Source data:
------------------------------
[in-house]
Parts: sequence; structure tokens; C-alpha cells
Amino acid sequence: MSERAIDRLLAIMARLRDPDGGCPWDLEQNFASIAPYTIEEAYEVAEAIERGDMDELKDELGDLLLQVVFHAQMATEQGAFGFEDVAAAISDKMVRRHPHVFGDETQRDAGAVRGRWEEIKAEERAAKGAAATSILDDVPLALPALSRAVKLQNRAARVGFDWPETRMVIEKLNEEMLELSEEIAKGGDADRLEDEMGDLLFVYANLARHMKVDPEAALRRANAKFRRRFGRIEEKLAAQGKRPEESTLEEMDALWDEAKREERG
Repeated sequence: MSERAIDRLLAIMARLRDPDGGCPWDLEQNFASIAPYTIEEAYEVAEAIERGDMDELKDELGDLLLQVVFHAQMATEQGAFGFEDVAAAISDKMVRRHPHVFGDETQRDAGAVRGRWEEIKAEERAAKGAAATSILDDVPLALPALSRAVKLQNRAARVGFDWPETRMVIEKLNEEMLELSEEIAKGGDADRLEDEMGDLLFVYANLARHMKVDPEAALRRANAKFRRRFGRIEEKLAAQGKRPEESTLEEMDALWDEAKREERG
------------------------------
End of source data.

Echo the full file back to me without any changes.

[in-house]
Parts: sequence; structure tokens; C-alpha cells
Amino acid sequence: MSERAIDRLLAIMARLRDPDGGCPWDLEQNFASIAPYTIEEAYEVAEAIERGDMDELKDELGDLLLQVVFHAQMATEQGAFGFEDVAAAISDKMVRRHPHVFGDETQRDAGAVRGRWEEIKAEERAAKGAAATSILDDVPLALPALSRAVKLQNRAARVGFDWPETRMVIEKLNEEMLELSEEIAKGGDADRLEDEMGDLLFVYANLARHMKVDPEAALRRANAKFRRRFGRIEEKLAAQGKRPEESTLEEMDALWDEAKREERG
Repeated sequence: MSERAIDRLLAIMARLRDPDGGCPWDLEQNFASIAPYTIEEAYEVAEAIERGDMDELKDELGDLLLQVVFHAQMATEQGAFGFEDVAAAISDKMVRRHPHVFGDETQRDAGAVRGRWEEIKAEERAAKGAAATSILDDVPLALPALSRAVKLQNRAARVGFDWPETRMVIEKLNEEMLELSEEIAKGGDADRLEDEMGDLLFVYANLARHMKVDPEAALRRANAKFRRRFGRIEEKLAAQGKRPEESTLEEMDALWDEAKREERG